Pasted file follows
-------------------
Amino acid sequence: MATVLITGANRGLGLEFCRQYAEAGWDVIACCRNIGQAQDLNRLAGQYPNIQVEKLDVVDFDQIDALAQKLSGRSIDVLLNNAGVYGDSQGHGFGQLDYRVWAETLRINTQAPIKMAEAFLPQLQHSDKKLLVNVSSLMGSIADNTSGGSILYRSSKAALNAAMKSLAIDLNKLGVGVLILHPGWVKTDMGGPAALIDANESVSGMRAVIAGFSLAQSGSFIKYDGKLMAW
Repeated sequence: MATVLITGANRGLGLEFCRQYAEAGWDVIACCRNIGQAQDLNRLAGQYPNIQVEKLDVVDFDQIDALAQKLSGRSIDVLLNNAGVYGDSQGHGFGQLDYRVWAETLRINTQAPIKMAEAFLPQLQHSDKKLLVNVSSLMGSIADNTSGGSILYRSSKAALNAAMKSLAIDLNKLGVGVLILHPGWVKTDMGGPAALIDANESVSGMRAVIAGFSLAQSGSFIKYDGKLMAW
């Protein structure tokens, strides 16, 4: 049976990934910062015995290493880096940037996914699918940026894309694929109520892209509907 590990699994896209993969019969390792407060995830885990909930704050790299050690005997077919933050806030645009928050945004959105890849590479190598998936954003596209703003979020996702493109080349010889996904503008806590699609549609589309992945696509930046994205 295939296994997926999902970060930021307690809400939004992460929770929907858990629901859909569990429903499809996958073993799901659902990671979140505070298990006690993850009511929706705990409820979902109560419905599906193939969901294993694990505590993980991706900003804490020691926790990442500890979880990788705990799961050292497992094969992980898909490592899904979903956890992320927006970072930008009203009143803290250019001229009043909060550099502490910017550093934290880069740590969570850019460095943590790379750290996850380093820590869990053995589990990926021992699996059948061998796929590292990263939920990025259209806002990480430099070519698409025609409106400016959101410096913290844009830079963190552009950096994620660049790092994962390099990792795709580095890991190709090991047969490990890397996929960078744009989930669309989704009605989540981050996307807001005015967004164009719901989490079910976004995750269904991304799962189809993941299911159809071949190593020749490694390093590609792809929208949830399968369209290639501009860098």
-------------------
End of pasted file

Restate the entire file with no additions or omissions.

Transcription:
Amino acid sequence: MATVLITGANRGLGLEFCRQYAEAGWDVIACCRNIGQAQDLNRLAGQYPNIQVEKLDVVDFDQIDALAQKLSGRSIDVLLNNAGVYGDSQGHGFGQLDYRVWAETLRINTQAPIKMAEAFLPQLQHSDKKLLVNVSSLMGSIADNTSGGSILYRSSKAALNAAMKSLAIDLNKLGVGVLILHPGWVKTDMGGPAALIDANESVSGMRAVIAGFSLAQSGSFIKYDGKLMAW
Repeated sequence: MATVLITGANRGLGLEFCRQYAEAGWDVIACCRNIGQAQDLNRLAGQYPNIQVEKLDVVDFDQIDALAQKLSGRSIDVLLNNAGVYGDSQGHGFGQLDYRVWAETLRINTQAPIKMAEAFLPQLQHSDKKLLVNVSSLMGSIADNTSGGSILYRSSKAALNAAMKSLAIDLNKLGVGVLILHPGWVKTDMGGPAALIDANESVSGMRAVIAGFSLAQSGSFIKYDGKLMAW
């Protein structure tokens, strides 16, 4: 049976990934910062015995290493880096940037996914699918940026894309694929109520892209509907 590990699994896209993969019969390792407060995830885990909930704050790299050690005997077919933050806030645009928050945004959105890849590479190598998936954003596209703003979020996702493109080349010889996904503008806590699609549609589309992945696509930046994205 295939296994997926999902970060930021307690809400939004992460929770929907858990629901859909569990429903499809996958073993799901659902990671979140505070298990006690993850009511929706705990409820979902109560419905599906193939969901294993694990505590993980991706900003804490020691926790990442500890979880990788705990799961050292497992094969992980898909490592899904979903956890992320927006970072930008009203009143803290250019001229009043909060550099502490910017550093934290880069740590969570850019460095943590790379750290996850380093820590869990053995589990990926021992699996059948061998796929590292990263939920990025259209806002990480430099070519698409025609409106400016959101410096913290844009830079963190552009950096994620660049790092994962390099990792795709580095890991190709090991047969490990890397996929960078744009989930669309989704009605989540981050996307807001005015967004164009719901989490079910976004995750269904991304799962189809993941299911159809071949190593020749490694390093590609792809929208949830399968369209290639501009860098």